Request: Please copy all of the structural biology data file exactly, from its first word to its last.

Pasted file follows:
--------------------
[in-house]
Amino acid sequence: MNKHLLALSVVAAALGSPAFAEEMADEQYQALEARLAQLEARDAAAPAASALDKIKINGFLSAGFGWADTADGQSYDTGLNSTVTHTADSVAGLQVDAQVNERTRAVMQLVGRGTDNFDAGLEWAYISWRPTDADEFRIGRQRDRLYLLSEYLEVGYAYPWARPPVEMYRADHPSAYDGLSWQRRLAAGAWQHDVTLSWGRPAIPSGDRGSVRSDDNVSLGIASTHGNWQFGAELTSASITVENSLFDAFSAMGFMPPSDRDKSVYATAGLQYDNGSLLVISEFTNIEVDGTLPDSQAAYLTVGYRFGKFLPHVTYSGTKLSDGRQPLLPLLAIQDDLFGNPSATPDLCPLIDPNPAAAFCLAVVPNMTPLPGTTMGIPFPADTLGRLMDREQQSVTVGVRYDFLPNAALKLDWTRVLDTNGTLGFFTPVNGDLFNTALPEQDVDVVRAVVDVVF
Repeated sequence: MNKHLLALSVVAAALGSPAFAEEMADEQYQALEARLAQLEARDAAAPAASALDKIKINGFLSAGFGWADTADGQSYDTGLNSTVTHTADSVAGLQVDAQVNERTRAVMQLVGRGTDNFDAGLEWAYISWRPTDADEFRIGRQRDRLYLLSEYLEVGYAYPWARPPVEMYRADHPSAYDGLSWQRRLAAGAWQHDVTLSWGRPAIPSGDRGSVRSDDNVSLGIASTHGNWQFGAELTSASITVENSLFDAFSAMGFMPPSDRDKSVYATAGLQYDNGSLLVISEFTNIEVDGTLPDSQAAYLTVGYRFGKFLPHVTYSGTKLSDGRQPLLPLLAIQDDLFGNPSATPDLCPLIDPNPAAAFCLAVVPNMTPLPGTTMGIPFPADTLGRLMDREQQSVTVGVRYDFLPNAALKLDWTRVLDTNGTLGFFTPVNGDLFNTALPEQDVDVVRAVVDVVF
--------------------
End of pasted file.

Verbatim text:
[in-house]
Amino acid sequence: MNKHLLALSVVAAALGSPAFAEEMADEQYQALEARLAQLEARDAAAPAASALDKIKINGFLSAGFGWADTADGQSYDTGLNSTVTHTADSVAGLQVDAQVNERTRAVMQLVGRGTDNFDAGLEWAYISWRPTDADEFRIGRQRDRLYLLSEYLEVGYAYPWARPPVEMYRADHPSAYDGLSWQRRLAAGAWQHDVTLSWGRPAIPSGDRGSVRSDDNVSLGIASTHGNWQFGAELTSASITVENSLFDAFSAMGFMPPSDRDKSVYATAGLQYDNGSLLVISEFTNIEVDGTLPDSQAAYLTVGYRFGKFLPHVTYSGTKLSDGRQPLLPLLAIQDDLFGNPSATPDLCPLIDPNPAAAFCLAVVPNMTPLPGTTMGIPFPADTLGRLMDREQQSVTVGVRYDFLPNAALKLDWTRVLDTNGTLGFFTPVNGDLFNTALPEQDVDVVRAVVDVVF
Repeated sequence: MNKHLLALSVVAAALGSPAFAEEMADEQYQALEARLAQLEARDAAAPAASALDKIKINGFLSAGFGWADTADGQSYDTGLNSTVTHTADSVAGLQVDAQVNERTRAVMQLVGRGTDNFDAGLEWAYISWRPTDADEFRIGRQRDRLYLLSEYLEVGYAYPWARPPVEMYRADHPSAYDGLSWQRRLAAGAWQHDVTLSWGRPAIPSGDRGSVRSDDNVSLGIASTHGNWQFGAELTSASITVENSLFDAFSAMGFMPPSDRDKSVYATAGLQYDNGSLLVISEFTNIEVDGTLPDSQAAYLTVGYRFGKFLPHVTYSGTKLSDGRQPLLPLLAIQDDLFGNPSATPDLCPLIDPNPAAAFCLAVVPNMTPLPGTTMGIPFPADTLGRLMDREQQSVTVGVRYDFLPNAALKLDWTRVLDTNGTLGFFTPVNGDLFNTALPEQDVDVVRAVVDVVF